Political News

Trey Gowdy, Who Led House Benghazi Inquiry, Will Not Seek Re-election

Posted January 31, 2018 7:00 p.m. EST
Updated January 31, 2018 7:04 p.m. EST

WASHINGTON — Rep. Trey Gowdy, the South Carolina Republican who was swept into office with the Tea Party wave of 2010 and became one of the best-known investigators on Capitol Hill, said on Wednesday that he was leaving the House.

“There is a time to come and a time to go,” Gowdy wrote on Twitter. He said that he did not plan to file for re-election in the coming weeks and would not seek higher office.

Gowdy, a former federal prosecutor who is the chairman of the House Oversight Committee, has been threatening to leave elected office for years. He has told associates that he wants to be a federal judge, ideally at the appellate level. On Wednesday, he said only that he planned to return to the world of criminal justice.

A person familiar with the lawmaker’s plans said that Gowdy had turned down an offer by the Trump administration to nominate him for a judgeship on the 4th U.S. Circuit Court of Appeals and that he planned to enter private practice in South Carolina instead.

“Whatever skills I may have are better utilized in a courtroom than in Congress, and I enjoy our justice system more than our political system,” he said in a statement. “As I look back on my career, it is the jobs that both seek and reward fairness that are most rewarding.”

Gowdy, 53, made his name on Capitol Hill as one of Congress’ most strategic and polarizing investigators. As the chairman of the House Select Committee on Benghazi, he led one of the longest and most bruisingly partisan congressional investigations in history. The committee ultimately found no new evidence of culpability or wrongdoing by Hillary Clinton in the 2012 attacks in Libya that left four Americans dead.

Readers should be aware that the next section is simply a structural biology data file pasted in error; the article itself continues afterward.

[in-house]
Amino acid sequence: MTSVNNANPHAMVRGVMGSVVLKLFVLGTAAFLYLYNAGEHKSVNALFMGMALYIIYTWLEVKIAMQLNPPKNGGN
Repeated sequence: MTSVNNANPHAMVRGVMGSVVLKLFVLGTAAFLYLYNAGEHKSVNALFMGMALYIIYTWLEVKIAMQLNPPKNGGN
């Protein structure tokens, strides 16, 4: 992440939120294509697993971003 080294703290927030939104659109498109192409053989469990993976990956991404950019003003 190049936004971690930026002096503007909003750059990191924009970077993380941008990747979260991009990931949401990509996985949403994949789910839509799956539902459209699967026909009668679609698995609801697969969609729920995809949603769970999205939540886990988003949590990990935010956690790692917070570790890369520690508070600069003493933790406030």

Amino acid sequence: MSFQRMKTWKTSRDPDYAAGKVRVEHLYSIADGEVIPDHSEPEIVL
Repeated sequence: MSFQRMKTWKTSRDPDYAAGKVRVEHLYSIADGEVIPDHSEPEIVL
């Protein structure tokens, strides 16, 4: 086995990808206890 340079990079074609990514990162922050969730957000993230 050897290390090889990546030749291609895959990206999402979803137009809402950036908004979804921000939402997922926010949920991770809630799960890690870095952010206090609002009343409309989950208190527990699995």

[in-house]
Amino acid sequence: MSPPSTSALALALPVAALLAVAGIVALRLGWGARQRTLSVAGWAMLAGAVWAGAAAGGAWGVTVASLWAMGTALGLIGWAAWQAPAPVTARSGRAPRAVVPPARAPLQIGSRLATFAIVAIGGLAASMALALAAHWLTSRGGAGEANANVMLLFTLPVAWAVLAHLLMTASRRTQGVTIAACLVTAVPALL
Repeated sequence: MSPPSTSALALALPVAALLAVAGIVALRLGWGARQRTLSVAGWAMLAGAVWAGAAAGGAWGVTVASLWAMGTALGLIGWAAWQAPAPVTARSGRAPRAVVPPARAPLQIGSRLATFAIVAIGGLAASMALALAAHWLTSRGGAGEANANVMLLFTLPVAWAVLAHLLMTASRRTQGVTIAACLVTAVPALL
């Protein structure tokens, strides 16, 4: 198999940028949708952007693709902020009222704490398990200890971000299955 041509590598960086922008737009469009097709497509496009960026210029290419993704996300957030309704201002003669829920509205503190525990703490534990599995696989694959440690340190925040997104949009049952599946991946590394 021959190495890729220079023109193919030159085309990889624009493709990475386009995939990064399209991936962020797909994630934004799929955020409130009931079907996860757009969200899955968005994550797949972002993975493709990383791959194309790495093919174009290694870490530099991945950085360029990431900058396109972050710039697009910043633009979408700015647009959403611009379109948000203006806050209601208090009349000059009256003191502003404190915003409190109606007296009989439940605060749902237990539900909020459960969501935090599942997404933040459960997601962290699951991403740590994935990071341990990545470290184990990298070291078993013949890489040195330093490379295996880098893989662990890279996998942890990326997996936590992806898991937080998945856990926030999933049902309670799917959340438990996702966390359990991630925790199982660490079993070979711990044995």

But the committee’s work had another lasting effect: It discovered that Clinton had used a private email server during her time as secretary of state. The revelation would lead to an FBI investigation and would dog Clinton’s presidential campaign.

Gowdy won the chairmanship of the powerful Oversight Committee last year, after the early retirement of another rising Republican, Jason Chaffetz of Utah. He has been criticized in that role by Democrats who say he was more interested in using the committee’s powers to look backward and investigate the administration of President Barack Obama than that of Trump.

At the same time, Gowdy has taken a prominent role in one of the highest-profile investigations on Capitol Hill in years: the House Intelligence Committee’s inquiry into Russian meddling in the 2016 election. Gowdy helped lead the questioning of witnesses for Republicans on the committee, and has played a significant role in assembling a contentious secret memo that purportedly shows the FBI and Justice Department abused their authorities to obtain a warrant to spy on a former Trump campaign adviser.

The memo has set off a firestorm, prompting showdowns between Democrats and Republicans, as well as the White House and the FBI and Justice Department.

News of Gowdy’s departure on Wednesday proved to be as polarizing as his tenure.

Rep. Steve Stivers, the chairman of the National Republican Congressional Committee, said Gowdy would be “sorely missed” in Congress and said he “exemplifies the persona of a public servant.”

But Patrick Burgwinkle, a spokesman for the House Democrats’ campaign arm, said that Gowdy had “made a mockery of congressional oversight” and that he had overseen, in the Benghazi investigation, “a dark and shameful chapter in the history of the House of Representatives.”

Another lawmaker, Rep. Robert A. Brady, D-Pa., said Wednesday that he, too, would not seek re-election. Brady was facing a primary challenger, and the FBI had been investigating whether the Philadelphia lawmaker illegally paid a political opponent to drop out of a 2012 primary race. Brady has denied any wrongdoing.

Gowdy is the most recent in a string of Republican committee leaders who have announced they will not seek re-election in the fall. Rep. Rodney Frelinghuysen, R-N.J., the chairman of the Appropriations Committee, made his departure plans known on Monday. Including Gowdy, the number of Republican House members leaving for various reasons has now surpassed 40, an unusually large figure at this point in the election cycle that is helping fuel Democrats’ optimism that they can retake the House.

Unlike other chairmen, however, Gowdy was not facing an imminent term limit on his chairmanship, and he did not have a competitive re-election fight ahead. He represents a safely Republican district that is unlikely to change party hands in the fall.